Newsletter- The Utility Pipeline

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Drinking Water Week May 7 - 13

Every year the American Water Works Association along with a number of other groups including the CDC and EPA sponsor Drinking Water Week to bring attention to the importance of tap water and protecting our water infrastructure.

Tap water is critical to a successful society – from meeting basic public health needs of safe drinking water and adequate sanitation, to promoting dental health (through fluoridation) and supporting industrial, agricultural, medical, and recreational activities. The health, prosperity and longevity of the U.S. population have all made improvements during the past century which can all be directly attributed to improvements in our water quality.
One hundred years ago, the life expectancy in the United States was only 47 years – now it is 78 years! This shorter life span was due partially to sickness and death from diseases spread through poor drinking water. Over the last century, due to treatment, disinfection and the environmental regulation of water contaminants, tap water in the U.S. is one of the safest drinking water supplies in the world.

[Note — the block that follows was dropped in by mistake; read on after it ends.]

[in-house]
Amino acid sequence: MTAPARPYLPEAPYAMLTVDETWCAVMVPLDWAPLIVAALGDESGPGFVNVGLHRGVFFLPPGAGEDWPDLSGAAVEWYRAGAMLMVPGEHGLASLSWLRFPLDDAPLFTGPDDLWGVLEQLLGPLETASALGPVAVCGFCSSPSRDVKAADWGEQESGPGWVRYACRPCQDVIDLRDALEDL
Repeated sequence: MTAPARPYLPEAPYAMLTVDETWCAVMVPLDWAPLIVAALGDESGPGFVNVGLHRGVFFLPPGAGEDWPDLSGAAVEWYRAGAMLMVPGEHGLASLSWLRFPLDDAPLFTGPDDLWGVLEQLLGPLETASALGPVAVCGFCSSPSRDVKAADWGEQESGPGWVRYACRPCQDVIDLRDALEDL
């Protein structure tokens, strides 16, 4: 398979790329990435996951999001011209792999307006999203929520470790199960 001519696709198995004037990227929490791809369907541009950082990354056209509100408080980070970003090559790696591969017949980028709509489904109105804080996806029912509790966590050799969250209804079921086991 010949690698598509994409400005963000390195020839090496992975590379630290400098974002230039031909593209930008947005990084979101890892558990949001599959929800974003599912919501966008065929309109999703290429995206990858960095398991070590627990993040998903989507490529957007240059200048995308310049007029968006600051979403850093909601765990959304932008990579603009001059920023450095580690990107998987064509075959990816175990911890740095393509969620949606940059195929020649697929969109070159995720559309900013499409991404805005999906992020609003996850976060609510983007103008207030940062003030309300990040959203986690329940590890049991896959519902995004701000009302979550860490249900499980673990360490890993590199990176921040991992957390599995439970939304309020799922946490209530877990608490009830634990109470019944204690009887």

Our new challenge going forward is to protect our water supply. A growing concern is the fact that our drinking water infrastructure (which includes the pipes that bring water to our homes) is aging. It is up to 100 years old in some cases! This infrastructure needs to be upgraded or replaced. Other things that impact our water supply’s availability and quality are chemical and toxin contamination of our water sources, and the increasing need to reuse and recycle water.

We can all do our part through personal water conservation and pollution control and encouraging our Senate and Congress to continue to push for legislation which protects this precious resource.

A Few Facts About Water You Probably Didn't Know